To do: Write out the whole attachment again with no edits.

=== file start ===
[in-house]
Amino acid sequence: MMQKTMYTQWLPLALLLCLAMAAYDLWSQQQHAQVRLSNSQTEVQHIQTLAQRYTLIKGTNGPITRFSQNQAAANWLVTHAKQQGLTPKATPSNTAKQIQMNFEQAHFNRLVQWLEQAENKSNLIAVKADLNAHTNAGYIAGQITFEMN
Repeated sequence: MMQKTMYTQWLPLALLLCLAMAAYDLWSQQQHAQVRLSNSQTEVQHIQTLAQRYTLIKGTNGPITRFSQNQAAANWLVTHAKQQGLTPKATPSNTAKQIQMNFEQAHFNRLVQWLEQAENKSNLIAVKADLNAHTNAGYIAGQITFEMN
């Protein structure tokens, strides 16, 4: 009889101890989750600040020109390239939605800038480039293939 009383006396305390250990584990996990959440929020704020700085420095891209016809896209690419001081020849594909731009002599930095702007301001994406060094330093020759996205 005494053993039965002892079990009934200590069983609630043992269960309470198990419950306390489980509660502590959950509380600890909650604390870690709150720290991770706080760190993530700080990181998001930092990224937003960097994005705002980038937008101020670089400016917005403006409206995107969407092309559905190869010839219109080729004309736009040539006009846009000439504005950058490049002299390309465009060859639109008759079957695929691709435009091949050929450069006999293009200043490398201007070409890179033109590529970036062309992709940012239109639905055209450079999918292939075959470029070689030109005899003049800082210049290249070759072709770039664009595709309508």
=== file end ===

[in-house]
Amino acid sequence: MMQKTMYTQWLPLALLLCLAMAAYDLWSQQQHAQVRLSNSQTEVQHIQTLAQRYTLIKGTNGPITRFSQNQAAANWLVTHAKQQGLTPKATPSNTAKQIQMNFEQAHFNRLVQWLEQAENKSNLIAVKADLNAHTNAGYIAGQITFEMN
Repeated sequence: MMQKTMYTQWLPLALLLCLAMAAYDLWSQQQHAQVRLSNSQTEVQHIQTLAQRYTLIKGTNGPITRFSQNQAAANWLVTHAKQQGLTPKATPSNTAKQIQMNFEQAHFNRLVQWLEQAENKSNLIAVKADLNAHTNAGYIAGQITFEMN
């Protein structure tokens, strides 16, 4: 009889101890989750600040020109390239939605800038480039293939 009383006396305390250990584990996990959440929020704020700085420095891209016809896209690419001081020849594909731009002599930095702007301001994406060094330093020759996205 005494053993039965002892079990009934200590069983609630043992269960309470198990419950306390489980509660502590959950509380600890909650604390870690709150720290991770706080760190993530700080990181998001930092990224937003960097994005705002980038937008101020670089400016917005403006409206995107969407092309559905190869010839219109080729004309736009040539006009846009000439504005950058490049002299390309465009060859639109008759079957695929691709435009091949050929450069006999293009200043490398201007070409890179033109590529970036062309992709940012239109639905055209450079999918292939075959470029070689030109005899003049800082210049290249070759072709770039664009595709309508």